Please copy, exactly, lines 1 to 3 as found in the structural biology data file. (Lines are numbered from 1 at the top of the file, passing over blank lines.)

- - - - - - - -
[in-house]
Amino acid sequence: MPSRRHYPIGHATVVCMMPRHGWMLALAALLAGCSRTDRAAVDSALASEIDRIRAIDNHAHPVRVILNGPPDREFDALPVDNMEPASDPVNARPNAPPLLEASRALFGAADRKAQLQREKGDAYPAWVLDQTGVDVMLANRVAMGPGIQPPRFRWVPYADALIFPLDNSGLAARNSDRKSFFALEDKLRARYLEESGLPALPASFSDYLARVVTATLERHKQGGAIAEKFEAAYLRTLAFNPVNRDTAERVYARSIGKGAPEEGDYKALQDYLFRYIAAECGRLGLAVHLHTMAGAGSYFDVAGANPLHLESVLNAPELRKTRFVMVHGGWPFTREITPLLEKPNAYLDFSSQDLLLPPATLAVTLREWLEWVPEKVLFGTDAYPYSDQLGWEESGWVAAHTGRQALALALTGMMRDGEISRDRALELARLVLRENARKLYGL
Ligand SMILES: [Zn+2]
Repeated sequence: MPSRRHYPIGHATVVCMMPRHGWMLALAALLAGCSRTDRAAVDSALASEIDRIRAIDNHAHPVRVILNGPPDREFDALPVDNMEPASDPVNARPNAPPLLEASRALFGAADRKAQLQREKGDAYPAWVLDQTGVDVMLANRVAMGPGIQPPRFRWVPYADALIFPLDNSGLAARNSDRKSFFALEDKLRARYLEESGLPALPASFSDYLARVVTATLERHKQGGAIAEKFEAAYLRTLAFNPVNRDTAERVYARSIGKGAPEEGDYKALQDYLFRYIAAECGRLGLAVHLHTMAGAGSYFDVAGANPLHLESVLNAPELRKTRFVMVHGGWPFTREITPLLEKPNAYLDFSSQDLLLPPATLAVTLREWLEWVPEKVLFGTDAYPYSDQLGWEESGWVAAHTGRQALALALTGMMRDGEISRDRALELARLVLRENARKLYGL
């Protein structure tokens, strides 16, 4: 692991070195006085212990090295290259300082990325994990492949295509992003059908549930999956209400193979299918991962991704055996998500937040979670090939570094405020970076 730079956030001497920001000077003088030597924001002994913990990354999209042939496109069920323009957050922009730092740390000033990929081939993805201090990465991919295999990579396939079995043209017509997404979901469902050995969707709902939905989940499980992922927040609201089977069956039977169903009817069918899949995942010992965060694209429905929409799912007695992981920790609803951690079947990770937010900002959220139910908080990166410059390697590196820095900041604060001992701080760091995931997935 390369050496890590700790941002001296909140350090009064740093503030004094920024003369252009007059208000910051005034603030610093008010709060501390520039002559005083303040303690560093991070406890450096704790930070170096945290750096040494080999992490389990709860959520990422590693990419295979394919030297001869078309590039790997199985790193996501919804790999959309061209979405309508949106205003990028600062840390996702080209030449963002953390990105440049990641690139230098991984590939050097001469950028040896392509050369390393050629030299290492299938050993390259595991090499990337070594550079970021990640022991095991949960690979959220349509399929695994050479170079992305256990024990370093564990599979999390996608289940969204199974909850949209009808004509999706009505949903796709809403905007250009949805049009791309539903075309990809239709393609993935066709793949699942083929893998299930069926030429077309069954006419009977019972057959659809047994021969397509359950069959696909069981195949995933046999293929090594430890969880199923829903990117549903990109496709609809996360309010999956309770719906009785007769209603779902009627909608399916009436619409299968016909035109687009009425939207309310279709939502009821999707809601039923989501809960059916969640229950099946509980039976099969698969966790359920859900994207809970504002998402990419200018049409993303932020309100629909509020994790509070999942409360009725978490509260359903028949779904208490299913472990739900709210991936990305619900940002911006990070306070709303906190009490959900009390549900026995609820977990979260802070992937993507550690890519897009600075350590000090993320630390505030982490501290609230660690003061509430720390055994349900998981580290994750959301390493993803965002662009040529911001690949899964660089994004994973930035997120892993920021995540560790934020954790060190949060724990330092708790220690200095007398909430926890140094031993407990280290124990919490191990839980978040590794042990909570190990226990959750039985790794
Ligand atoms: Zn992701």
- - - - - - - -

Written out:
[in-house]
Amino acid sequence: MPSRRHYPIGHATVVCMMPRHGWMLALAALLAGCSRTDRAAVDSALASEIDRIRAIDNHAHPVRVILNGPPDREFDALPVDNMEPASDPVNARPNAPPLLEASRALFGAADRKAQLQREKGDAYPAWVLDQTGVDVMLANRVAMGPGIQPPRFRWVPYADALIFPLDNSGLAARNSDRKSFFALEDKLRARYLEESGLPALPASFSDYLARVVTATLERHKQGGAIAEKFEAAYLRTLAFNPVNRDTAERVYARSIGKGAPEEGDYKALQDYLFRYIAAECGRLGLAVHLHTMAGAGSYFDVAGANPLHLESVLNAPELRKTRFVMVHGGWPFTREITPLLEKPNAYLDFSSQDLLLPPATLAVTLREWLEWVPEKVLFGTDAYPYSDQLGWEESGWVAAHTGRQALALALTGMMRDGEISRDRALELARLVLRENARKLYGL
Ligand SMILES: [Zn+2]